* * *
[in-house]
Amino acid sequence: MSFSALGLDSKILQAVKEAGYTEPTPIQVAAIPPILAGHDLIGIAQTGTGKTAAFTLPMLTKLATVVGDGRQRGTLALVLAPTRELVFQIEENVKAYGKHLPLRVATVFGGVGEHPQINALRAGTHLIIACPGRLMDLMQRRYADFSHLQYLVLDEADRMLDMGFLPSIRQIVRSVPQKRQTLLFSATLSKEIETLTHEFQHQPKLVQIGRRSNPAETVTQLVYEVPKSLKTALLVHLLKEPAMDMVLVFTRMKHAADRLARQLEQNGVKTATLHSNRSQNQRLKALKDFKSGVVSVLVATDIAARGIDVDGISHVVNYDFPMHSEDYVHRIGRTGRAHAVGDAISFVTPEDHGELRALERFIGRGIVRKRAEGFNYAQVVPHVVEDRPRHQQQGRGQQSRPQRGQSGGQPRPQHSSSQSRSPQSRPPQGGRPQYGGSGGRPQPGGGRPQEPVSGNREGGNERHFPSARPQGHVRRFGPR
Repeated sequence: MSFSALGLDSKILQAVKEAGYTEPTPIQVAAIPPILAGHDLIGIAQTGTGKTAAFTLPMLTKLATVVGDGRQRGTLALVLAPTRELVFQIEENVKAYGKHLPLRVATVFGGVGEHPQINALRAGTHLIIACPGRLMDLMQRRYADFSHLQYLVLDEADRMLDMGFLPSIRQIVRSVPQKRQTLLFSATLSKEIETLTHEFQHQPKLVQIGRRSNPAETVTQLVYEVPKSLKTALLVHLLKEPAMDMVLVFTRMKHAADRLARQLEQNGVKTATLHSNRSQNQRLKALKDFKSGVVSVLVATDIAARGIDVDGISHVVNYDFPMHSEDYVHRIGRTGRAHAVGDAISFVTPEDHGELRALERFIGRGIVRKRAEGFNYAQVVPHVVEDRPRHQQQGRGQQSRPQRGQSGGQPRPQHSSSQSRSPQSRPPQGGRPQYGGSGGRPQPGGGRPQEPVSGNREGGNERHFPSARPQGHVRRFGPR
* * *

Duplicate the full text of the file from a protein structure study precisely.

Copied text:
[in-house]
Amino acid sequence: MSFSALGLDSKILQAVKEAGYTEPTPIQVAAIPPILAGHDLIGIAQTGTGKTAAFTLPMLTKLATVVGDGRQRGTLALVLAPTRELVFQIEENVKAYGKHLPLRVATVFGGVGEHPQINALRAGTHLIIACPGRLMDLMQRRYADFSHLQYLVLDEADRMLDMGFLPSIRQIVRSVPQKRQTLLFSATLSKEIETLTHEFQHQPKLVQIGRRSNPAETVTQLVYEVPKSLKTALLVHLLKEPAMDMVLVFTRMKHAADRLARQLEQNGVKTATLHSNRSQNQRLKALKDFKSGVVSVLVATDIAARGIDVDGISHVVNYDFPMHSEDYVHRIGRTGRAHAVGDAISFVTPEDHGELRALERFIGRGIVRKRAEGFNYAQVVPHVVEDRPRHQQQGRGQQSRPQRGQSGGQPRPQHSSSQSRSPQSRPPQGGRPQYGGSGGRPQPGGGRPQEPVSGNREGGNERHFPSARPQGHVRRFGPR
Repeated sequence: MSFSALGLDSKILQAVKEAGYTEPTPIQVAAIPPILAGHDLIGIAQTGTGKTAAFTLPMLTKLATVVGDGRQRGTLALVLAPTRELVFQIEENVKAYGKHLPLRVATVFGGVGEHPQINALRAGTHLIIACPGRLMDLMQRRYADFSHLQYLVLDEADRMLDMGFLPSIRQIVRSVPQKRQTLLFSATLSKEIETLTHEFQHQPKLVQIGRRSNPAETVTQLVYEVPKSLKTALLVHLLKEPAMDMVLVFTRMKHAADRLARQLEQNGVKTATLHSNRSQNQRLKALKDFKSGVVSVLVATDIAARGIDVDGISHVVNYDFPMHSEDYVHRIGRTGRAHAVGDAISFVTPEDHGELRALERFIGRGIVRKRAEGFNYAQVVPHVVEDRPRHQQQGRGQQSRPQRGQSGGQPRPQHSSSQSRSPQSRPPQGGRPQYGGSGGRPQPGGGRPQEPVSGNREGGNERHFPSARPQGHVRRFGPR